SO WOULDÂ the UPA government do a replay of the Baba Ramdev episode, swoop down on Delhiâs Ramlila Maidan with a police (and maybe paramilitary) posse for a second time this year, disperse the crowds and force Anna Hazare into a hospital bed? The rumours flew thick and fast on 24 August, following the failure of the all-party meeting at the prime ministerâs residence.
In the end, it didnât matter if the rumours were true or false. The fact is they were believable.
The urban middle classes, Manmohan Singhâs most loyal supporters for seven years, and a formidable Congress constituency in the 2009 Lok Sabha elections, had begun to believe the worst of their government.
That evening Manmohan admitted the government was âin a bindâ. It was left with an impossible choice. To surrender further to Hazare and his Jan Lokpal team would completely dismantle its credibility and authority. To take tough action would be to invite public outrage, another media circus and inevitable international criticism.
How had the bravado and bluster of two weeks ago come to this?
In some senses, the UPA managers had learnt no lessons. As talks broke down between Hazareâs colleagues and the government, there was an unseemly and unnecessary controversy over whether a minister had said, âAnnaâs fast is his problemâ. All along, there was resort to wordplay, semantic dexterity, plain hypocrisy and wild hope that the problem would disappear. On 23 August, ministers were openly saying that the throng would thin after the Janmashtmi weekend. The following day, they were confidently speculating that afternoon rain in the Capital would drive people away. All along, since Hazare began his fast, there was the smug belief that his health would deteriorate and he would retreat.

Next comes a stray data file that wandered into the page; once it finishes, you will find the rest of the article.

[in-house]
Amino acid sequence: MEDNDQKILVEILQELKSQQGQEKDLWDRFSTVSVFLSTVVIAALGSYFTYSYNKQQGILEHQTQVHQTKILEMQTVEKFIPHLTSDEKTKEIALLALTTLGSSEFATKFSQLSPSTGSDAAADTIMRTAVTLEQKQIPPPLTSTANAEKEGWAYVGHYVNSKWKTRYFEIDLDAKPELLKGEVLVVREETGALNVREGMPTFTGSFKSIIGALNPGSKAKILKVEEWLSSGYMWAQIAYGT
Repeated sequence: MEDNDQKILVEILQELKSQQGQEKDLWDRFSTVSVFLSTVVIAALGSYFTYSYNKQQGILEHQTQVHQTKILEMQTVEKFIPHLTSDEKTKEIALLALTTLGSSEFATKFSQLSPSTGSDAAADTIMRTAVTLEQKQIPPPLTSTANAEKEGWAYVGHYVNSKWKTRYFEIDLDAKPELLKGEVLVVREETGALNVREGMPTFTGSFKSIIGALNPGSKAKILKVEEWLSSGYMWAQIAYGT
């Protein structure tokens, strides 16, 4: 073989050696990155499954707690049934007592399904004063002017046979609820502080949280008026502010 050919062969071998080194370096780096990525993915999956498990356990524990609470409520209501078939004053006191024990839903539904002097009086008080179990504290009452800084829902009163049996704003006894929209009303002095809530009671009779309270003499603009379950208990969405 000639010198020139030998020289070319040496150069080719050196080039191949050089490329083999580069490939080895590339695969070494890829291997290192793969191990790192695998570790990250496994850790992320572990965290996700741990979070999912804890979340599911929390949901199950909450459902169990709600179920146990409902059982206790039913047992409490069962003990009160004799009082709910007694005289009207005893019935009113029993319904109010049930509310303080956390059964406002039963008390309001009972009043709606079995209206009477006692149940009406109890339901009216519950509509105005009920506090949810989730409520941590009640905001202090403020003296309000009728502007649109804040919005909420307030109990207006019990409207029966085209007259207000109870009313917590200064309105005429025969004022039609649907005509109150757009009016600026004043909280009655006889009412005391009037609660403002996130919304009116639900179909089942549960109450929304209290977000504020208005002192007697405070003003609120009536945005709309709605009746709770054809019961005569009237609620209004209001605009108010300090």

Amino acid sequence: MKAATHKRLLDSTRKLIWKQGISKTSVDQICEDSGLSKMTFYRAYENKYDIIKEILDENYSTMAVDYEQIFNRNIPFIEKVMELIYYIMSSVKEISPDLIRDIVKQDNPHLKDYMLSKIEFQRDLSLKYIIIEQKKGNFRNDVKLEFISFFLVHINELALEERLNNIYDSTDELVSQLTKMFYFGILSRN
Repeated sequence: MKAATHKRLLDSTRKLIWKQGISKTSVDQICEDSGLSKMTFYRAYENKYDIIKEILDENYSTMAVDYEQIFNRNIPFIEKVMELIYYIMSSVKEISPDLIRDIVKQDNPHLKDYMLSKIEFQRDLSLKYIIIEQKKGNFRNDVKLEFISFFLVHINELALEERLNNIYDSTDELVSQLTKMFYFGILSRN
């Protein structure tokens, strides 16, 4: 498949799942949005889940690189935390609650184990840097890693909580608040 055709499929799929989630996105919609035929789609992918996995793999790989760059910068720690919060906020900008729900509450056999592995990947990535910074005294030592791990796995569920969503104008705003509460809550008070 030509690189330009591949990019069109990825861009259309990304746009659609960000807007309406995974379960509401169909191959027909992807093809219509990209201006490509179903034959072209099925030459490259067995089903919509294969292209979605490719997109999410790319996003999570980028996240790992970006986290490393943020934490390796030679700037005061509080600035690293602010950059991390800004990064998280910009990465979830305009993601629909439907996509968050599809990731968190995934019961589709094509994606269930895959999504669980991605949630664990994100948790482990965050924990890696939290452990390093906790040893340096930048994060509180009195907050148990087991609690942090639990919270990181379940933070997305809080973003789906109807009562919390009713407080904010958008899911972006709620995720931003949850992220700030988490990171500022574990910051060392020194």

Was this pathetic fatalism what the Congressâ mighty politics had been reduced to?
Even in the hours before the all-party meeting, government sources were briefing mediapersons and insisting âmultiple levels of talksâ were underway with the Jan Lokpal Bill activists, Team Anna was ânot cohesiveâ, and the government was âuncertain of Annaâs own positionâ.
The prime ministerâs opening statement at the all-party meeting made it apparent this was not quite true. For all the so-called âmultiple levelsâ, there were only three serious interlocutors from the Hazare camp â Arvind Kejriwal, Kiran Bedi and Prashant Bhushan. They had made very specific demands. While it was impracticable for the government â for any government â to accede to all those demands, the fact remained they were cohesive.